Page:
One Tip for Swim Parents about Sports Specialization

Should your swimmer only swim, or participate in several sports? As a swim mom for almost 15 years, I’ve had this conversation on the pool deck over and over.

My oldest did swimming, tennis, karate and piano, all at once. It was crazy. He had all these interests and I willingly hauled him around town.

He’d swim in the summer and fall and come back to it in the late spring. By age 11 or 12, he figured out that he was falling behind the year-round swimmers. He couldn’t compete and he wanted to. It was his idea to play piano and swim, dropping the other sports.

I dragged my daughter to the ballet studio. I loved ballet and was still dancing. My daughter must love ballet, too. Right? Wrong. Tears ran down her cheeks as she pulled on tights and a leotard. Her brother got to splash and play in the pool. She thought ballet was some weird form of punishment.

In both cases their sports specialization was self-directed, not parent-coerced. My son grew weary of rushing from practice to practice, or as I remember it, “If this is Tuesday it must be Karate.” And my daughter, well, she was happy as pie to focus on swimming at age seven.

Here’s my tip:

Follow your swimmers’ lead and support them in their choices. They will know when and if they want to specialize. They can’t put in the hours and hard work swimming requires to please their parents or their coach. They have to love it!

Swim parents, what’s your opinion on sports specialization?

Elizabeth WickhamElizabeth Wickham volunteered for 14 years on her kids’ club team as board member, fundraiser, newsletter editor and “Mrs. meet manager.” She’s a writer with a bachelor of arts degree in editorial journalism from the University of Washington with a long career in public relations, marketing and advertising. Her stories have appeared in newspapers and magazines including the Los Angeles Times, Orange County Parenting and Ladybug. You can read more parenting tips on her blog:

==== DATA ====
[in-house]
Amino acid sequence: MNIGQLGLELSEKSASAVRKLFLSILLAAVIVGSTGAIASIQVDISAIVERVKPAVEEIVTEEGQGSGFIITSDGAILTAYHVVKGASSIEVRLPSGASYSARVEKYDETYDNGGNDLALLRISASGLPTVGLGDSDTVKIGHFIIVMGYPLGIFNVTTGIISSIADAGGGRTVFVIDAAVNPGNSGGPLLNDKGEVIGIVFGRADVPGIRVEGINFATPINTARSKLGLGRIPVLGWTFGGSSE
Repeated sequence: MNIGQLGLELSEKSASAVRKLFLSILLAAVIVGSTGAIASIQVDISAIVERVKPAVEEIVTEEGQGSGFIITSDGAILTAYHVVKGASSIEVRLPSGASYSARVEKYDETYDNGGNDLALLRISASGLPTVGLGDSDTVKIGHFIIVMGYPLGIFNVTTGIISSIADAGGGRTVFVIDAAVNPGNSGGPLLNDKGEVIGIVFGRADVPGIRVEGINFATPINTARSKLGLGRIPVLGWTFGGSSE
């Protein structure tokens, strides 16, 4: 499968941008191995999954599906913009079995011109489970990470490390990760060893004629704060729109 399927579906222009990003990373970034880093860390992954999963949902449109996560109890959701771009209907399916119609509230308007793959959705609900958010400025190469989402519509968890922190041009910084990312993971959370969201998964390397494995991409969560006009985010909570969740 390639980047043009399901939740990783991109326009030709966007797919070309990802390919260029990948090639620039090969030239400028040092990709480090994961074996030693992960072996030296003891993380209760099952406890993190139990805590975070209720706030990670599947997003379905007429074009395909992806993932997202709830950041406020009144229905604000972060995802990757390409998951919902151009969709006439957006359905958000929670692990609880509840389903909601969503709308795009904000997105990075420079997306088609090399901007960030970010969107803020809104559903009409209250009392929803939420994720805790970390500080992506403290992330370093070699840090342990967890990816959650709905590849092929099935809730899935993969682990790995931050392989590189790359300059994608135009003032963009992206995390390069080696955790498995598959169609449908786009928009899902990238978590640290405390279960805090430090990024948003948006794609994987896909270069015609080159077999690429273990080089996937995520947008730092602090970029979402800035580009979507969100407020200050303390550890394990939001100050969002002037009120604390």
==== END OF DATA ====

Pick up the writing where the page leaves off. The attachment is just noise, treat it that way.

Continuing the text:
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I agree that kids should be having fun in any activity they choose! Thanks for sharing and I will be posting this on our Facebook page.


I played so many sports until highschool. Before Jr. high I did, as we called it the revolving door of sports, basketball, baseball, soccer then swimming. then of course I hit Jr. high and did football, basketball, track and swimming. Now I was doing summer league, neighborhood swimteam, and i was still fast, wasn’t the fastest but would still win sometimes. My mom would always ask me if i wanted to take it more seriously but I liked every sport. and they never pushed me, my sister, or my brother into any sport we didn’t want too.

Very true. Let the swimmer take the lead. Forcing specialization upon a child is the quickest way to burn out.

The child will also feel pride in making his/her own choices. When something become mandatory it automatically becomes a little less appealing. Reality is, if they don’t want to swim they shouldn’t have to. Hopefully it’s the act and not the environment leading to their choice.

About Gold Medal Mel Stewart

Gold Medal Mel Stewart

MEL STEWART Jr., aka Gold Medal Mel, won three Olympic medals at the 1992 Olympic Games. Mel's best event was the 200 butterfly. He is a former World, American, and NCAA Record holder in the 200 butterfly. As a writer/producer and sports columnist, Mel has contributed to Yahoo Sports, Universal Sports, …

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